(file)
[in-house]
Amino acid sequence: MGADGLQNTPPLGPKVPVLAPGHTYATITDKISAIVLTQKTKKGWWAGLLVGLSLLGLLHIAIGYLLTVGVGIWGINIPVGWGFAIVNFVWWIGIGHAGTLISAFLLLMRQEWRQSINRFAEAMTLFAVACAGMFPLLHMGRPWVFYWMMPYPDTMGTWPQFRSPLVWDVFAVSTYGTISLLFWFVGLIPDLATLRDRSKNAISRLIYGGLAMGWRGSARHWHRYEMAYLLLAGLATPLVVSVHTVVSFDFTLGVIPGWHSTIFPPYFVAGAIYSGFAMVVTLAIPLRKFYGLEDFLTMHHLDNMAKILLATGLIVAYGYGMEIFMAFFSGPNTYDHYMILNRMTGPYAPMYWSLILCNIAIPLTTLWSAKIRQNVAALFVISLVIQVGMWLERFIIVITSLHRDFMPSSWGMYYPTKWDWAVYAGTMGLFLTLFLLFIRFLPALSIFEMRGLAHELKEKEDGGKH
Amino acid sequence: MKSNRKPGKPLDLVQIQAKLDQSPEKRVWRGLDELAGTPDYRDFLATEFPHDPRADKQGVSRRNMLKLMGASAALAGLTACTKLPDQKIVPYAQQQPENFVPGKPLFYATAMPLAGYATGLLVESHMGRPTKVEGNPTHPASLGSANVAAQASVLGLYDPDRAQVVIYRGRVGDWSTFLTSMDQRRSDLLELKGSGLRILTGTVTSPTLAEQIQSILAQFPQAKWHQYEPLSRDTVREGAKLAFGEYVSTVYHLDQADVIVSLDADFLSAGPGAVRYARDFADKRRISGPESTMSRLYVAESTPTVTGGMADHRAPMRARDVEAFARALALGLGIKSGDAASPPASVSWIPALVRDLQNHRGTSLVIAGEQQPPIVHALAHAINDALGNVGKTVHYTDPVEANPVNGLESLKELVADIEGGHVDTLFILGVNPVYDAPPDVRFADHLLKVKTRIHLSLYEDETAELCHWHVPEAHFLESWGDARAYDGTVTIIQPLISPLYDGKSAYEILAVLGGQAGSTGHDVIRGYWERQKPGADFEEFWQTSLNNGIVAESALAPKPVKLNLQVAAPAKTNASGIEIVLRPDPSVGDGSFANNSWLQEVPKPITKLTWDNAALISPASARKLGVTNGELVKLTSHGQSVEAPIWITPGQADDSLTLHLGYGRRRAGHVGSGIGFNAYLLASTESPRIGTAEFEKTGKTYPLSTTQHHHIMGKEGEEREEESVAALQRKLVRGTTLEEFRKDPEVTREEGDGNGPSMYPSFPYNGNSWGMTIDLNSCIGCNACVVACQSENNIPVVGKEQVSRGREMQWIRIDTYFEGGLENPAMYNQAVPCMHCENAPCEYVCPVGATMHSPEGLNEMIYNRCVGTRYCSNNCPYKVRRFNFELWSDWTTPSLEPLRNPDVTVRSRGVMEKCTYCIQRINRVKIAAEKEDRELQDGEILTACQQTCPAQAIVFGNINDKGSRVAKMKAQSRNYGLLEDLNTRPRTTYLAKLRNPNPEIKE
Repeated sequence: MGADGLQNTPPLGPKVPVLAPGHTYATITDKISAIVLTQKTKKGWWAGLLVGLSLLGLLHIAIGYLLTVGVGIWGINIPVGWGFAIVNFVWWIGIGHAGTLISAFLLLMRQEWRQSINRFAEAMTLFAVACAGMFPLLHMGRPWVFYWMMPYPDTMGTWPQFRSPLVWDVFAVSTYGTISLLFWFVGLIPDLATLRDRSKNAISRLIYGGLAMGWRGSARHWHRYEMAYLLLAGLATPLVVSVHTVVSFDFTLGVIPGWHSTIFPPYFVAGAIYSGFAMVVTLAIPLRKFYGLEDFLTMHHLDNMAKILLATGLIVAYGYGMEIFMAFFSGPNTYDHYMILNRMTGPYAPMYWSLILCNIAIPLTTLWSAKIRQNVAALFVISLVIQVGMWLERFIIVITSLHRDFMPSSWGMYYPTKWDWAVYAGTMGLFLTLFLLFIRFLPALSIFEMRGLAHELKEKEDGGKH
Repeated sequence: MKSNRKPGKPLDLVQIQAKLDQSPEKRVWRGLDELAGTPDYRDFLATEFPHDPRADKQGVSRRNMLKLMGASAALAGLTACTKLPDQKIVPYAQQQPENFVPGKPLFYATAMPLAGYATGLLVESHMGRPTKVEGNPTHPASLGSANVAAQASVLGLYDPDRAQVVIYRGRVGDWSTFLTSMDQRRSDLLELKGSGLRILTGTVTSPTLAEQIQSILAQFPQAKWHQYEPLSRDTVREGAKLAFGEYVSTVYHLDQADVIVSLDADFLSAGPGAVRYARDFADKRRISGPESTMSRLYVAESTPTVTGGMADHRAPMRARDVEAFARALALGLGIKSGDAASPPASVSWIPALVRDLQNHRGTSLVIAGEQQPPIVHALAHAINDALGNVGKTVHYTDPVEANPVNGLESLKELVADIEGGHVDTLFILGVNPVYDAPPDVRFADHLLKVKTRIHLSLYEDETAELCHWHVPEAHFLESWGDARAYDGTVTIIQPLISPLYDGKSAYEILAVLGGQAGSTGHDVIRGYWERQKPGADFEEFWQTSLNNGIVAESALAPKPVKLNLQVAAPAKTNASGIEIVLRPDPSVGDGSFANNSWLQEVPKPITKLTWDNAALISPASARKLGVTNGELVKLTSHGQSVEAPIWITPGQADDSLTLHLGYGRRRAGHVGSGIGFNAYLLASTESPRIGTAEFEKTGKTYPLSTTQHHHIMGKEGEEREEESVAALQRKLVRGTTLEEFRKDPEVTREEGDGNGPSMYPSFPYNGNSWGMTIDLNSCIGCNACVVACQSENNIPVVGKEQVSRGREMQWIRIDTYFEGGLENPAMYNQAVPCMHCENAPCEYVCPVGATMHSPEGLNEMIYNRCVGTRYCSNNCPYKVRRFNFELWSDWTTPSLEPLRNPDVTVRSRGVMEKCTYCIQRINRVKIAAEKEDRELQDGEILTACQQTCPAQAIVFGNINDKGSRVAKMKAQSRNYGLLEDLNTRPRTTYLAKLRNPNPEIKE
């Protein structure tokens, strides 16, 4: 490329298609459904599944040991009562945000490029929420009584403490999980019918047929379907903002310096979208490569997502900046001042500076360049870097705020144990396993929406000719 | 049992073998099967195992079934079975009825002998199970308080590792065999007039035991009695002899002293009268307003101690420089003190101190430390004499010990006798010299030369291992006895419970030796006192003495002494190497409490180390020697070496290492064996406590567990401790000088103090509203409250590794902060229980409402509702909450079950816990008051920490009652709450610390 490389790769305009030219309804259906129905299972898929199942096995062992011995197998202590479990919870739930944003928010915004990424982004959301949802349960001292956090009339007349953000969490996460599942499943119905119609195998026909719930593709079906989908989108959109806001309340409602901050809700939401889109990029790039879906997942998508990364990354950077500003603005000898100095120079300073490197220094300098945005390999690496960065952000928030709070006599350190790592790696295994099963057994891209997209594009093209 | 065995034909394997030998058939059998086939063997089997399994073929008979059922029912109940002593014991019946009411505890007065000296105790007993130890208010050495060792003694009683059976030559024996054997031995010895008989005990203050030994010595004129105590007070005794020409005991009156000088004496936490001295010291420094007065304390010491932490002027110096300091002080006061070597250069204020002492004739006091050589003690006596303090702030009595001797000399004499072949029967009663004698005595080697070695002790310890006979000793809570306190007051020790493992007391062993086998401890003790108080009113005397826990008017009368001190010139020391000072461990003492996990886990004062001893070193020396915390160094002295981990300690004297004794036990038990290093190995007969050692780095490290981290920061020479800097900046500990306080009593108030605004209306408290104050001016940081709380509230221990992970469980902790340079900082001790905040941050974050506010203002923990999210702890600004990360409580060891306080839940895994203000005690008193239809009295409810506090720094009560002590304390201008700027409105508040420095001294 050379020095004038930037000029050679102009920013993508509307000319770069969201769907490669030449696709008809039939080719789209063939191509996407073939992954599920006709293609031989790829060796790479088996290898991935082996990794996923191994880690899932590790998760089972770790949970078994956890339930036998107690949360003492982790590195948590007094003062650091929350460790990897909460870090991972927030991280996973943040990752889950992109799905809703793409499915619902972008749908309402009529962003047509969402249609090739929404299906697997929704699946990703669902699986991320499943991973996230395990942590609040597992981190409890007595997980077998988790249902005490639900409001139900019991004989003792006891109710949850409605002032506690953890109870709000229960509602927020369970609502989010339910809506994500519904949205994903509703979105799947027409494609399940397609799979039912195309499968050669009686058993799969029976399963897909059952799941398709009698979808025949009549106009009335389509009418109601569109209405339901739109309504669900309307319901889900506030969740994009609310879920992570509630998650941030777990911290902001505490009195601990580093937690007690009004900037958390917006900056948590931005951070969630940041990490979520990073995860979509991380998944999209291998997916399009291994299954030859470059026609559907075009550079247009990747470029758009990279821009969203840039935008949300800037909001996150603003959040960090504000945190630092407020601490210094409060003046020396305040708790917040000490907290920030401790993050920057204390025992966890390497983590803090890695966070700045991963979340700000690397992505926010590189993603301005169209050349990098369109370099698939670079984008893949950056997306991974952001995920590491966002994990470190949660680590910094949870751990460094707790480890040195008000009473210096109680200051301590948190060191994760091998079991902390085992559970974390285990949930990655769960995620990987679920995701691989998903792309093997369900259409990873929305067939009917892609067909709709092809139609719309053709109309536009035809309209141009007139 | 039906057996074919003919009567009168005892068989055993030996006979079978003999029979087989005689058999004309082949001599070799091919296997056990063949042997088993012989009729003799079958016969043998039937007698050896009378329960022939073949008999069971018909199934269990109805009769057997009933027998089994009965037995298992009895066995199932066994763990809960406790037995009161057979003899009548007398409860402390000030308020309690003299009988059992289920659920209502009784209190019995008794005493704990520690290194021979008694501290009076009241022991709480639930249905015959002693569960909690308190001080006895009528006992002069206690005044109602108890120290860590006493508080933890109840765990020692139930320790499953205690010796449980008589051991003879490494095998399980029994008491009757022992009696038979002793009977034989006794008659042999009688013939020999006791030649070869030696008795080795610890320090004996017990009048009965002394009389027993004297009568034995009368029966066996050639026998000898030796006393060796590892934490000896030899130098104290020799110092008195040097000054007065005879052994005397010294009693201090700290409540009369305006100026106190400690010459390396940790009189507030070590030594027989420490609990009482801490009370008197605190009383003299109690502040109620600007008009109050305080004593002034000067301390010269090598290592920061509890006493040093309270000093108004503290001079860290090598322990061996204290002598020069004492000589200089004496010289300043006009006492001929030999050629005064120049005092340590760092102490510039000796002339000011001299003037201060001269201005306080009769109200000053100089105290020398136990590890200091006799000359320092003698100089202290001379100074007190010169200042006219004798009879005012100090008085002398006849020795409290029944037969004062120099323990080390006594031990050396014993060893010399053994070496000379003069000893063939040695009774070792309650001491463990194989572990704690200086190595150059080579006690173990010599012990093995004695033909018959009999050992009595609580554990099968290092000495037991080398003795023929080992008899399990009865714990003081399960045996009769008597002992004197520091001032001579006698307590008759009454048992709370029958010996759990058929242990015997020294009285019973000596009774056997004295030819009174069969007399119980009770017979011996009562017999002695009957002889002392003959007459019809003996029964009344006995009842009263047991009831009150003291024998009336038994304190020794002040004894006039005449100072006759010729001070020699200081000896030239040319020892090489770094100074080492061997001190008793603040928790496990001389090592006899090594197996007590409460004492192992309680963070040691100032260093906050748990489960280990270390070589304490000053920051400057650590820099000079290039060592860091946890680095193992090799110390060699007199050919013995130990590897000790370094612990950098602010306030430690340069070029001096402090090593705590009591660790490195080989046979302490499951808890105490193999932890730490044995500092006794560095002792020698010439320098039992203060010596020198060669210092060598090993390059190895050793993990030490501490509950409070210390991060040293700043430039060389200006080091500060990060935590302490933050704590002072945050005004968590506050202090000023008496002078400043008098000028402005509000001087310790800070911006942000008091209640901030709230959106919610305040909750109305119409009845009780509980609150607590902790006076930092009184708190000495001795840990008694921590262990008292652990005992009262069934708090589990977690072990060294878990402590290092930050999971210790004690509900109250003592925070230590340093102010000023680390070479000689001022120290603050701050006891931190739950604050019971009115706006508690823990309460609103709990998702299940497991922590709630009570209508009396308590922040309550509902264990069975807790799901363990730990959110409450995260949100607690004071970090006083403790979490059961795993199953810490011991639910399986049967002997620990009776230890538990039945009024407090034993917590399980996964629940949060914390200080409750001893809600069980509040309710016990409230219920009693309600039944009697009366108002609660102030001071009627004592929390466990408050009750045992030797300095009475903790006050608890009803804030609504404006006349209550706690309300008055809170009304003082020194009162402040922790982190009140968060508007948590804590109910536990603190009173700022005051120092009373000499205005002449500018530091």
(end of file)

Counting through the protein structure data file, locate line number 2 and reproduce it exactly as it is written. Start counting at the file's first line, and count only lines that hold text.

Amino acid sequence: MGADGLQNTPPLGPKVPVLAPGHTYATITDKISAIVLTQKTKKGWWAGLLVGLSLLGLLHIAIGYLLTVGVGIWGINIPVGWGFAIVNFVWWIGIGHAGTLISAFLLLMRQEWRQSINRFAEAMTLFAVACAGMFPLLHMGRPWVFYWMMPYPDTMGTWPQFRSPLVWDVFAVSTYGTISLLFWFVGLIPDLATLRDRSKNAISRLIYGGLAMGWRGSARHWHRYEMAYLLLAGLATPLVVSVHTVVSFDFTLGVIPGWHSTIFPPYFVAGAIYSGFAMVVTLAIPLRKFYGLEDFLTMHHLDNMAKILLATGLIVAYGYGMEIFMAFFSGPNTYDHYMILNRMTGPYAPMYWSLILCNIAIPLTTLWSAKIRQNVAALFVISLVIQVGMWLERFIIVITSLHRDFMPSSWGMYYPTKWDWAVYAGTMGLFLTLFLLFIRFLPALSIFEMRGLAHELKEKEDGGKH